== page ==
Revenge of the Fallen

The story of "Sunset Boulevard" follows a screenwriter named Joe Gillis (William Holden) narrating the events of the film from beyond the grave. We first see him floating dead in a swimming pool, and his voiceover recounts how, while fleeing repo men, he accidentally pulled into a driveway on the eponymous street, only to find himself at the mansion of Norma Desmond (Gloria Swanson), a former silent film star who has been hiding inside her home for decades with her loyal manservant Max (legendary film director Erich von Stroheim) and her recently deceased pet monkey. Joe reveals he's a screenwriter, and Norma immediately hires him to work on a script that will signal her return to Hollywood and to fame. Joe sees no hope in Desmond's return, but needs a place to hide and offers himself as a kept man. When Norma begins imaging a pseudo-romance between them, he kind of goes along with it. He writes while she has parties with other old friends from the silent films days (including Buster Keaton, Anna Q. Nilsson, and H.B. Warner, all playing themselves), and watches her old movies.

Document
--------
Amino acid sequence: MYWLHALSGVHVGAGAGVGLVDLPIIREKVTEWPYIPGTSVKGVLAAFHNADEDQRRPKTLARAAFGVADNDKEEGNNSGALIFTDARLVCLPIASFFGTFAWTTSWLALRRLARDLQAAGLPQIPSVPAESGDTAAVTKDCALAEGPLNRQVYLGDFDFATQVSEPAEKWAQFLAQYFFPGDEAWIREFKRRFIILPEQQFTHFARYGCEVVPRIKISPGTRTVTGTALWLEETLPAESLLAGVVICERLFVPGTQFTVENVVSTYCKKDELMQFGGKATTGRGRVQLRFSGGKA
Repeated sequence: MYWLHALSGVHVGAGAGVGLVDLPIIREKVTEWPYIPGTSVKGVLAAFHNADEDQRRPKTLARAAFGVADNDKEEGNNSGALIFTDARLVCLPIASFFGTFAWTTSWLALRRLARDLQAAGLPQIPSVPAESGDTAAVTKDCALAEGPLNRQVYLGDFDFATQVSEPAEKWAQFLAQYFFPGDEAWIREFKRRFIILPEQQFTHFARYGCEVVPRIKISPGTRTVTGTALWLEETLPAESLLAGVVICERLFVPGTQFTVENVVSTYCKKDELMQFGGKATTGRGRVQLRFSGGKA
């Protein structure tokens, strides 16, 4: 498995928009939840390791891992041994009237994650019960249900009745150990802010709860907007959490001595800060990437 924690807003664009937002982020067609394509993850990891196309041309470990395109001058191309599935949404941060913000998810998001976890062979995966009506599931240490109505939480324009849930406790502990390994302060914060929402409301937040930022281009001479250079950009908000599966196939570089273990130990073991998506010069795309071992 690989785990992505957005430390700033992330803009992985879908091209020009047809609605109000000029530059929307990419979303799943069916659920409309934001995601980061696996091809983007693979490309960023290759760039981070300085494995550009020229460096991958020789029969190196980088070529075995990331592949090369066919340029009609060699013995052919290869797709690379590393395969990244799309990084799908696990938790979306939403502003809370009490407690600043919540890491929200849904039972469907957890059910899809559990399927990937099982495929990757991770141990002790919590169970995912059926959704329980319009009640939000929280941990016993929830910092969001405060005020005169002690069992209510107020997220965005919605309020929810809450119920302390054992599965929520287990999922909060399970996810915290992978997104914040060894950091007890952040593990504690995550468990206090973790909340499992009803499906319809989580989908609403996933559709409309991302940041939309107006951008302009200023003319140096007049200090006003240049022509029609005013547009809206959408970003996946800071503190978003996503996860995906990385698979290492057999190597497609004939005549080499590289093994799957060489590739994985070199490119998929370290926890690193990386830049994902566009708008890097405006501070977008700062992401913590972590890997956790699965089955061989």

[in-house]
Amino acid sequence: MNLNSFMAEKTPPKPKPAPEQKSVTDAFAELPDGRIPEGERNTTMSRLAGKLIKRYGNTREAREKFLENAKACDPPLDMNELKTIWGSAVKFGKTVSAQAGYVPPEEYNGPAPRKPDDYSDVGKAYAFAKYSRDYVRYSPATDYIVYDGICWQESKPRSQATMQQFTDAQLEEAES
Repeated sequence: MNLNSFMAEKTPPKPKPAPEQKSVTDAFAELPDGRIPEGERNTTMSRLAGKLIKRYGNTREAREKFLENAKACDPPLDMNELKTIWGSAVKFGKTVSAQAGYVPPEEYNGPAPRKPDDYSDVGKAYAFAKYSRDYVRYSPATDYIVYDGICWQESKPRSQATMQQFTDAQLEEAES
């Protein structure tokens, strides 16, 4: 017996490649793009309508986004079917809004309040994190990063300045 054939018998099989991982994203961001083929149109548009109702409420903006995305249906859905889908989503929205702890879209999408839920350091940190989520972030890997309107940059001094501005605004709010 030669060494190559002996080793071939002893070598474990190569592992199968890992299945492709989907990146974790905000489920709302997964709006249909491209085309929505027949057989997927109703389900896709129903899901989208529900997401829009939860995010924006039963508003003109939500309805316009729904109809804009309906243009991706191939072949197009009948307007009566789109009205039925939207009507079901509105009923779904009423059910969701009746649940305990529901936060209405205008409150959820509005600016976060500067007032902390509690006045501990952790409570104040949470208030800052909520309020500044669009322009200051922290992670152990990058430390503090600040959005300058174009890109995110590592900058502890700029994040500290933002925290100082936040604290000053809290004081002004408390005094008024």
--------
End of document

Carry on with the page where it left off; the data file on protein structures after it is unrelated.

It's certainly notable that von Stroheim directed Swanson in a 1928 film called "Queen Kelly," and that he also had trouble finding directing work in the sound era. This was after directing 1925's "Greed," one of Hollywood's largest-ever productions (and one of the longest-ever at a reported nine-and-a-half hours, although most of that is lost now), and eventually becoming an actor, often playing Nazis and other villains. When Norma Desmond and Max screen a clip of "Queen Kelly" for Joe, it's not just the characters looking back at their former glory. Other real-life appearances are peppered throughout "Sunset Boulevard" as well — most notably Cecil B. De Mille, who calls Norma Swanson "little fellow," his real-life nickname for Swanson. Von Stroheim plays a character named Max Meyerling, but it may as well have been his own name, given how it's eventually revealed that his character was once a great silent film director.